Got a Leg Cramp, Reach for the Sports Drink – There’s a Favourite Colour Out there for Everyone

If you compete in endurance events and suffer running cramps, leg cramps or any type of muscle cramps, then it’s no secret that sports drinks have an important role in replacing electrolytes, carbohydrates and fluid.

However, with the sports drink market so competitive and with many new ‘players’ it’s sometimes hard to tell one from the other . . . except by the colours I suppose . . . blue for a hot day, red when you’re a little chilled, yellow if you’re feeling, well, mellow.

Or you cold read on and find out the real differences between them.

The first place to start is to identify which category the particular drink falls into and then evaluate it against what you need to prevent cramps . . . and this will depend on the type of event you are competing in or training for.

Most of them contain plenty of potassium and sodium however they tend to come up short on calcium and magnesium, natural sugars and many of the vitamins involved in energy production – particularly the B group vitamins, vitamin D and the antioxidant vitamins A, C & E.

The reason for this is that the more nutrients you put into a drink, the more it costs and the less sweet it begins to taste.

Here’s some simple information so you can tell the difference between sports drinks and determine their benefits in terms of providing enough energy or hydration to prevent cramps.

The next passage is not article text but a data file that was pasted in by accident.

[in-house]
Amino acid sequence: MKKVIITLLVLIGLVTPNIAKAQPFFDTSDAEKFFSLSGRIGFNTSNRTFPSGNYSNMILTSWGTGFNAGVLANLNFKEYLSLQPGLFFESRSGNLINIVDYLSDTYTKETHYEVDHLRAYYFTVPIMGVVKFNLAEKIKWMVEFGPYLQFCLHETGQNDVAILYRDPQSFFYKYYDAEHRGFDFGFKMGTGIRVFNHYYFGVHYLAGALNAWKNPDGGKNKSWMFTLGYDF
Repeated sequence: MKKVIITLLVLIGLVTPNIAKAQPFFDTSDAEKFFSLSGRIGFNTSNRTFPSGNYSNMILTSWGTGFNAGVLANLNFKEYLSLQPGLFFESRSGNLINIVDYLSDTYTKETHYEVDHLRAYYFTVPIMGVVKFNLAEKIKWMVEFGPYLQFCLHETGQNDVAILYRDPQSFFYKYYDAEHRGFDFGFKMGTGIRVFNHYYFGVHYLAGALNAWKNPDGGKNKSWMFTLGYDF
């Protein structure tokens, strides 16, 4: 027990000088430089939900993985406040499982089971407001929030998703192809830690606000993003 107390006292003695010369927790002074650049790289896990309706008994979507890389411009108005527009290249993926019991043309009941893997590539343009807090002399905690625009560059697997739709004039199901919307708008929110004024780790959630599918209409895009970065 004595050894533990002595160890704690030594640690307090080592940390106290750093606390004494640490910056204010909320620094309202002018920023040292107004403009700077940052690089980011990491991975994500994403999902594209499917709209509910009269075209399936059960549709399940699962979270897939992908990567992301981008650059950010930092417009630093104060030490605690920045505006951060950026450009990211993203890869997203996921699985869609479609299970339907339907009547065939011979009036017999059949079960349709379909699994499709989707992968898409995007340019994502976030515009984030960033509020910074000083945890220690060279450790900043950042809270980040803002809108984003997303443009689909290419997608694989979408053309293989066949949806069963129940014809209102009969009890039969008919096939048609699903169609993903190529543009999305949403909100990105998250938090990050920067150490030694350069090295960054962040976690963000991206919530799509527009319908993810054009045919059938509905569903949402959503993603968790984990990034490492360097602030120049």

Isotonic Drinks

Provide the body with water, energy and electrolytes in a rapidly absorbable form. During exercise, energy and electrolytes are lost along with water and isotonic drinks are designed to replace this as rapidly as possible. Some isotonic drinks with higher levels of glucose may be absorbed just as rapidly and help replace lost energy.

Energy Drinks

Energy drinks are more about supplying energy to keep the muscles working over a long period of time. Their advantage over isotonic drinks is that they can supply energy at a higher rate. The disadvantage is that the higher carbohydrate concentration may slow down the absorption of water.

They are more suited for circumstances where the need for higher fluid intakes isn’t as critical. For example, an endurance event in a more temperate climate would be a good time to use an energy drink.

Recovery Drinks

Recovery drinks supply the muscles with water, carbohydrate and protein. Good examples of these drinks will contain electrolyte minerals, vitamins, amino acids and additional nutrients for better recovery. In addition to the drink, you should maintain a high water intake.

Our final thoughts are to look around to find a sports drink that contains as many nutrients and natural sugars (saccharides) as possible.

If you suffer cramps regularly, then the addition of a multi-nutrient sports drink will b a definite advantage. Just remember, the higher the glucose content, the more fluid you should drink.

What I do for 3 hour plus events is alternate a bottle of sports drink (say 500ml) with a bottle of water every hour. However we all have different needs when it comes to hydration and that is a whole new topic I’ll take on in another article.


Source by Paul Newland

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